Erin @Quixotic Magpie

October 25, 2013, 3:43 am

And that dog pictured is sooo stinking cute!!!! I have an English Setter, she is like a big Springer. Her name is Penny. :)


October 25, 2013, 2:04 pm

Yes. Sometimes a bit of character development that is not supposed to be “THE” defining part of that character takes over in my imagination based on my own experience, and if I want to go on reading the book, I have to be aware and find a way around my own trigger.


October 25, 2013, 8:32 pm

Is it wrong that this depiction of Heathcliff’s character (not the terrible treatment of the dog) makes me love the book that bit more?

I do that a lot with films and TV shows, not so much with books, but I definitely know what you mean. It’s happened to me a few times with books, but I can’t for the life of me think of the titles.

Jenny @ Reading the End

October 27, 2013, 10:12 pm

Hahahaha, I was just telling this to my roommate. She’s never read Wuthering Heights, and she loves dogs, and I told her she shouldn’t feel compelled to read it because Heathcliff murders a dog. Only terrible people kill dogs on purpose for no reason! Heathcliff is so not worth anyone’s time.

Katie @ Doing Dewey

October 29, 2013, 1:21 am

That’s awful! I’m fairly certain that would be my take away from this book too!


October 31, 2013, 11:38 am

Erin: Don’t be sorry, it got me thinking! It’s particularly horrific when it’s violence towards someone who doesn’t understand and doesn’t know to escape. I do understand that statement – it’s an excellent book, it’s just not very nice… okay, that’s an understatement. I’d venture to say the adoration is due to Lawrence Olivier and the way the film misses the nasty parts. Then again I think it’s Bella Swan’s favourite book? (Thinking given the context of Twilight that makes sense.) It was so hard to choose which photo to use! Interestingly I found a few photos of English Setters at the time.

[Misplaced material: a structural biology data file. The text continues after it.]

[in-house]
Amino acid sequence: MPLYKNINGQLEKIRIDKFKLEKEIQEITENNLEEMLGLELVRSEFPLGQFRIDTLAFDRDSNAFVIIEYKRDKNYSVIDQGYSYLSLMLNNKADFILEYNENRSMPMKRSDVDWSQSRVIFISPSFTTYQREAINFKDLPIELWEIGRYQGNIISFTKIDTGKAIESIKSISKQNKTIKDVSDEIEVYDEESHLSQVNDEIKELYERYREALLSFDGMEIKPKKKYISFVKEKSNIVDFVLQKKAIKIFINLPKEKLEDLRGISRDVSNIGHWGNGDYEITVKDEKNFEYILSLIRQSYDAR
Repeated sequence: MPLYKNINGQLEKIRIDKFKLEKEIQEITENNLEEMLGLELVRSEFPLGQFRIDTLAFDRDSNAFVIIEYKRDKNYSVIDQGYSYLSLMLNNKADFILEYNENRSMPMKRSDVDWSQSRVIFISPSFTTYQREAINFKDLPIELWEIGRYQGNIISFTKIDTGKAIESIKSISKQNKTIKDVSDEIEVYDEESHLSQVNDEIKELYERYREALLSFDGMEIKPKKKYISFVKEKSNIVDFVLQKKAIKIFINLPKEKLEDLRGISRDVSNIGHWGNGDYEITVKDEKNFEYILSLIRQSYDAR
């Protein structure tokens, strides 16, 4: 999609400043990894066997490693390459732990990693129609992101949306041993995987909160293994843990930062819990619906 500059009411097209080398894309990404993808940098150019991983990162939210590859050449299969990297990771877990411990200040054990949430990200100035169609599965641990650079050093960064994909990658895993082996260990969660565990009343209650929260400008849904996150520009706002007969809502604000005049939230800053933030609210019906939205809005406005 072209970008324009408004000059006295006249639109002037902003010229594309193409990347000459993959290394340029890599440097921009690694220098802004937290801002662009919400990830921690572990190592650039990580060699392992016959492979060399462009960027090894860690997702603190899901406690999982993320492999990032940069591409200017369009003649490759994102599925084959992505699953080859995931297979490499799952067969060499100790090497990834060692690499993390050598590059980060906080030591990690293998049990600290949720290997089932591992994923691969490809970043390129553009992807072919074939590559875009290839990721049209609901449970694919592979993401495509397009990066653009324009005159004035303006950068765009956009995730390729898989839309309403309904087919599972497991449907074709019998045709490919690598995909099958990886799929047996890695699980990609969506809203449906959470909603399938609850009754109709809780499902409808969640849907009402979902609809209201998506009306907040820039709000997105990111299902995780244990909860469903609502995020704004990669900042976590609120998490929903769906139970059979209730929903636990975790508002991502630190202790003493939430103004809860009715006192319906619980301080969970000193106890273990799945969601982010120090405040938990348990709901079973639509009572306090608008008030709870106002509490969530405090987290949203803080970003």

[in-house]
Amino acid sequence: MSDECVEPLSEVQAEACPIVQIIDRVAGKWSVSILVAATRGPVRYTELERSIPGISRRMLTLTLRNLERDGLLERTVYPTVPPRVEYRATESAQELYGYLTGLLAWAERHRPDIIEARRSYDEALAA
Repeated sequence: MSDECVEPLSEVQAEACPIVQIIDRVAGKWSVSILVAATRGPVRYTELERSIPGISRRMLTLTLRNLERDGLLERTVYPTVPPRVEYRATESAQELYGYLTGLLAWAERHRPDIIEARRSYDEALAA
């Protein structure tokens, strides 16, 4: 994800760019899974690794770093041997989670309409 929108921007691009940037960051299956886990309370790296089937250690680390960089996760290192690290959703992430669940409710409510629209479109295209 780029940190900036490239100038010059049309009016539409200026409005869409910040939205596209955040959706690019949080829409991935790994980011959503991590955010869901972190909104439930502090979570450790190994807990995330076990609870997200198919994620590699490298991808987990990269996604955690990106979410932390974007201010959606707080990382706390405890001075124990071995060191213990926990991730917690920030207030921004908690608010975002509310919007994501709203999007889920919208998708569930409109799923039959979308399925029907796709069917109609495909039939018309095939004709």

Jeanne: That’s a very good point, your own experience. I wonder if having a dog myself affected the way I read. It’s difficult working your way round in that way. Do you find yourself able to in most cases? I have to admit to leaving a few books early on for that reason…

Alice: I wouldn’t say so, because it’s all about context. Viewed in a literary, study, whatever (you mean what I mean) I can see Heathcliff being appealing. Oh yes, films and TV shows all the time here, too. Drives others mad!

Jenny: That’s sounds a good recommendation. It’s weird – you could skip the scenes about the dog, but you’d loose [what I believe is] a vital part of Heathcliff’s character. Because a defenceless dog hurt with, as you say, no reason, is different to the abuse of the humans, even though they are innocent too. Totally agree with you there, Heathcliff wasn’t deserving of anything.

Katie: It is! Even though there’s no dialogue in the initial description, the image I remember more vividly than any of the conversations.